Cyclin-Dependent Kinase Inhibitors for the Treatment of Breast Cancer: Past, Present, and Future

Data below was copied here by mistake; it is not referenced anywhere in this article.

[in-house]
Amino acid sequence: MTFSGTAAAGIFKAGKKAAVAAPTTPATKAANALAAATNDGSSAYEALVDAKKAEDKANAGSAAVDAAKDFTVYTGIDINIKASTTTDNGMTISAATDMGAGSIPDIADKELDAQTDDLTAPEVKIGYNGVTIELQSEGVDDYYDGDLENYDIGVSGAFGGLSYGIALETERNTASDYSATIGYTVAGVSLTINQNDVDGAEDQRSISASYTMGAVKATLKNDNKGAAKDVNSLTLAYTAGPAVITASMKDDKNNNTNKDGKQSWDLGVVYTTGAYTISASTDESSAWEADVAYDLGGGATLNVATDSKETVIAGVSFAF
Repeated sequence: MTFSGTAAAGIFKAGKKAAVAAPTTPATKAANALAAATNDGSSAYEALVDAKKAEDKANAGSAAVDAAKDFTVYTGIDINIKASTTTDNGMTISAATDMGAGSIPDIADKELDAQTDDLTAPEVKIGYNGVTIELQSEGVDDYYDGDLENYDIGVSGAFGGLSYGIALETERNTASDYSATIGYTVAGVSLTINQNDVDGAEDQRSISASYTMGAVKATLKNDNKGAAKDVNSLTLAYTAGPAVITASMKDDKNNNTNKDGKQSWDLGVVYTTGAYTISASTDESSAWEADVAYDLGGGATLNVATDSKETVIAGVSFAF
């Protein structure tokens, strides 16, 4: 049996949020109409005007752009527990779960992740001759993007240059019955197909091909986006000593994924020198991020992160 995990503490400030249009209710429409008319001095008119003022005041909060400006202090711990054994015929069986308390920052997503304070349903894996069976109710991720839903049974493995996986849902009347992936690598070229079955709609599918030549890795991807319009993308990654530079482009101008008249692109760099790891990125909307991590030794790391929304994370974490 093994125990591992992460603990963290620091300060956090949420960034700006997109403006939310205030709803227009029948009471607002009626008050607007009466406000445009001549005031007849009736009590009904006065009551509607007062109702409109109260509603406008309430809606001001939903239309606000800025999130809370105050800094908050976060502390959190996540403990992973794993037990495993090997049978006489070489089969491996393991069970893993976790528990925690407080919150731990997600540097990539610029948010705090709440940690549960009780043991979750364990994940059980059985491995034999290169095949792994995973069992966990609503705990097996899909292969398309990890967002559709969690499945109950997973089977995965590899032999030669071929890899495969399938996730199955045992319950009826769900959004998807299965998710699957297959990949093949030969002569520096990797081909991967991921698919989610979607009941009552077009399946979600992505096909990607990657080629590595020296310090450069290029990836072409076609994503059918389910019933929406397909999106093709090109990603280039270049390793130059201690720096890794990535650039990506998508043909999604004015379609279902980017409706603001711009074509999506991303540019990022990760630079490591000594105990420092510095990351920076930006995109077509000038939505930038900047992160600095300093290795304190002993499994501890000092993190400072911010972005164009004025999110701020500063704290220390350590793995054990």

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Treatment of metastatic breast cancer (MBC) that is resistant to endocrine therapy presents a significant clinical challenge. The well-known role of cell cycle dysregulation in these patients is partly mediated by cyclin-dependent kinase (CDK) activity. Specific cyclin and CDK complexes regulate cell cycle progression by managing the transition through the cell cycle, and inhibition of CDKs represents an important target for novel agents. First-generation CDK inhibitors (e.g., flavopiridol) were relatively nonselective and had an unacceptable toxicity profile in early trials. Second-generation CDK inhibitors were designed to target the CDK4 and CDK6 (CDK4/6) pathway and have shown promising clinical activity with an acceptable toxicity profile in patients with MBC. Palbociclib is a first-in-class CDK4/6 inhibitor that was granted accelerated U.S. Food and Drug Administration approval in combination with letrozole for the treatment of MBC in the first-line setting (February 2015) as well as in combination with fulvestrant for MBC that had progressed on previous endocrine therapy (February 2016). Other CDK4/6 inhibitors, including ribociclib and abemaciclib, are under investigation as monotherapy and in combination with endocrine or anti–human epidermal growth receptor 2 therapy for the treatment of MBC. Ongoing clinical trials should provide additional information to guide the appropriate use of these agents and identify patient populations that could derive the most benefit.

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